A poor 13-year-old girl from a tribal village in India became the youngest female to climb Mount Everest on Sunday.
Malavath Poorna, a member of India's lowest Dalit caste, wanted to take on the challenge to bring recognition to her community and to encourage her peers to pursue their dreams, AFP reported.
"The aim of my expedition was to inspire young people and students from my kind of background," she told the BBC. "For a tribal [girl] like me, opportunities are very rare and I was looking for one opportunity where I could prove my caliber."
The determined teen’s father earns just 35,000 rupees (roughly $600) per year, and the expedition was funded by a government-run social welfare organization, according to AFP.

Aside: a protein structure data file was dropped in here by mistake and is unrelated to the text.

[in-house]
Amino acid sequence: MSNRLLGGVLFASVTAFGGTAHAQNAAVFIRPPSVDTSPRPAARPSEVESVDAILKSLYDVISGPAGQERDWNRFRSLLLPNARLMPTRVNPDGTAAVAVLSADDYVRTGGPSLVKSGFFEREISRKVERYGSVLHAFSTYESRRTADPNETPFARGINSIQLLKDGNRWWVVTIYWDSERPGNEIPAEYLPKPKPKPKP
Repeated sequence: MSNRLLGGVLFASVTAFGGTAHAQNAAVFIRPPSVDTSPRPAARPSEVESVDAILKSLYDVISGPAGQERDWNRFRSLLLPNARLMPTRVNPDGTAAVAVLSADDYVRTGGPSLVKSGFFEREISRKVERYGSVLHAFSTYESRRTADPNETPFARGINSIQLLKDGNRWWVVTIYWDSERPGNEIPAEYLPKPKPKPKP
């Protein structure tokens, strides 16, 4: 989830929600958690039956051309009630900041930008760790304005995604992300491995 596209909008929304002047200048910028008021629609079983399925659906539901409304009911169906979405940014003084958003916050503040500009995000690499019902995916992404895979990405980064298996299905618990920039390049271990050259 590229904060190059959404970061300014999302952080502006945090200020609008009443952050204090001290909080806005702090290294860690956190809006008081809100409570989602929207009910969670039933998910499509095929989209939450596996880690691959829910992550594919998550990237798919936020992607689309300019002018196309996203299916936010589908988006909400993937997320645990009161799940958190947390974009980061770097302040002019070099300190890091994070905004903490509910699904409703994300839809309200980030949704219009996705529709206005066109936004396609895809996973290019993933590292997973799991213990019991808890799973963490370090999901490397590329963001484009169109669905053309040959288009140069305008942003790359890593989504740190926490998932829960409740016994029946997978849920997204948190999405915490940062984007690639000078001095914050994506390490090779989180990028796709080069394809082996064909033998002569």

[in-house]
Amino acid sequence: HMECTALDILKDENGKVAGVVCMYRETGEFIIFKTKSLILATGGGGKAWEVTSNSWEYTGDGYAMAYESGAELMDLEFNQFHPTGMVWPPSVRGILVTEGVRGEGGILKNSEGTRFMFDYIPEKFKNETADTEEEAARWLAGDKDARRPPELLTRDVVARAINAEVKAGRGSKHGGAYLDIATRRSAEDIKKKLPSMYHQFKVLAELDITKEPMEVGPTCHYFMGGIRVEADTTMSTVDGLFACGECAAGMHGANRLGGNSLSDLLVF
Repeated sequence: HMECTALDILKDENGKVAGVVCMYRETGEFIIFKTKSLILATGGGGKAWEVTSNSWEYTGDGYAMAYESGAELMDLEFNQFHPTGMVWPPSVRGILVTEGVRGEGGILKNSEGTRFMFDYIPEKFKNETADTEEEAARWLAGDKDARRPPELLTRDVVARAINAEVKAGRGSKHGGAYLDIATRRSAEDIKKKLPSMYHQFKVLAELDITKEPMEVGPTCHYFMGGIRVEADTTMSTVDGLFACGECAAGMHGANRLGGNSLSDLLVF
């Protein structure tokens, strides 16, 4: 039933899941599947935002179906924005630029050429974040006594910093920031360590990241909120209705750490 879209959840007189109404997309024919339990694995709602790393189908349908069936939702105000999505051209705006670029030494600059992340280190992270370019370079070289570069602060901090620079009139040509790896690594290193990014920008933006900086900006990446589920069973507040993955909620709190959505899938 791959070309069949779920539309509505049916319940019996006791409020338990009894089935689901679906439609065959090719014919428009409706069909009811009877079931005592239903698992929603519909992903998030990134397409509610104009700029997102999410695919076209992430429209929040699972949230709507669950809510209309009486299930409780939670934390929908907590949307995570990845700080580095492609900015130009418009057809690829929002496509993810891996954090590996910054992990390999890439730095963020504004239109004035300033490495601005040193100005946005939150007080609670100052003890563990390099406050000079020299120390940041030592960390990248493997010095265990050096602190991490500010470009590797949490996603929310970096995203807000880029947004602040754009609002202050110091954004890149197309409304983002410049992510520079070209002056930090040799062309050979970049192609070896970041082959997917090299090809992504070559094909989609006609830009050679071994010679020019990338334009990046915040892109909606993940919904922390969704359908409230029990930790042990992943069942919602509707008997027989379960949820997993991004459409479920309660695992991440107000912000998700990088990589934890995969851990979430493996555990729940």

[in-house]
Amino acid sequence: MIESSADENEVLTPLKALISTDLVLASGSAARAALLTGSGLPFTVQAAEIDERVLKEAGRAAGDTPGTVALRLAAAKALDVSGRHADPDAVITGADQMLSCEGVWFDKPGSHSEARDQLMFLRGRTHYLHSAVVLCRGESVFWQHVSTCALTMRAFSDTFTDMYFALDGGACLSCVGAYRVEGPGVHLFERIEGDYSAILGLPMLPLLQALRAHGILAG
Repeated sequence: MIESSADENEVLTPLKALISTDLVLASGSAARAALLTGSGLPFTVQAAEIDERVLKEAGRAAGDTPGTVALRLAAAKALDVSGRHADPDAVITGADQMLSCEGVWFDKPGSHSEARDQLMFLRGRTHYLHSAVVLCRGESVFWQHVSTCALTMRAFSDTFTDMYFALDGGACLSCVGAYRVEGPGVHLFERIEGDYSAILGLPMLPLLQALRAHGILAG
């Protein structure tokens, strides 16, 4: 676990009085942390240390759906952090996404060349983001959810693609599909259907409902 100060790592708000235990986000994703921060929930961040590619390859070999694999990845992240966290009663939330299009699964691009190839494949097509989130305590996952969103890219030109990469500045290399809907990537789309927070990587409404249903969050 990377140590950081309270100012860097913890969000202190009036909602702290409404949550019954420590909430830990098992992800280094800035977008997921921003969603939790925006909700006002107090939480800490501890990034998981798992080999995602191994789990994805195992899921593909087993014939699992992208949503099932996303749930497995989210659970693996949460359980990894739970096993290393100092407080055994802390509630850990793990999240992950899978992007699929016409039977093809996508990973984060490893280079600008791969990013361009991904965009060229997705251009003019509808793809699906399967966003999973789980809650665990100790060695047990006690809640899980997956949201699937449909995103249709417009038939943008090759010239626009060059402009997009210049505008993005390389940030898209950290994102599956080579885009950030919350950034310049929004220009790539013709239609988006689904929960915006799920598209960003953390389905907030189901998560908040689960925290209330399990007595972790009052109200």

Malavath made the climb along with her friend Anand Kumar -- a 16-year-old who also comes from an underserved family -- as well as an experienced mountaineer and a group of sherpas. They reached the peak at 6 a.m. on Sunday and promptly hoisted the Indian flag at the finish, according to the BBC.
Malavath’s accomplishment is even more remarkable considering that she reached the peak from the more difficult Tibetan side. Most people attempt the climb from the Nepalese side, but the country doesn’t allow climbers younger than 16 to scale the mountain, the BBC reported.
"We are happy that our girl has set the world record," Malayath’s parents told the Times of India. "We know she will go places. She is not only bright in academics, but also in adventure."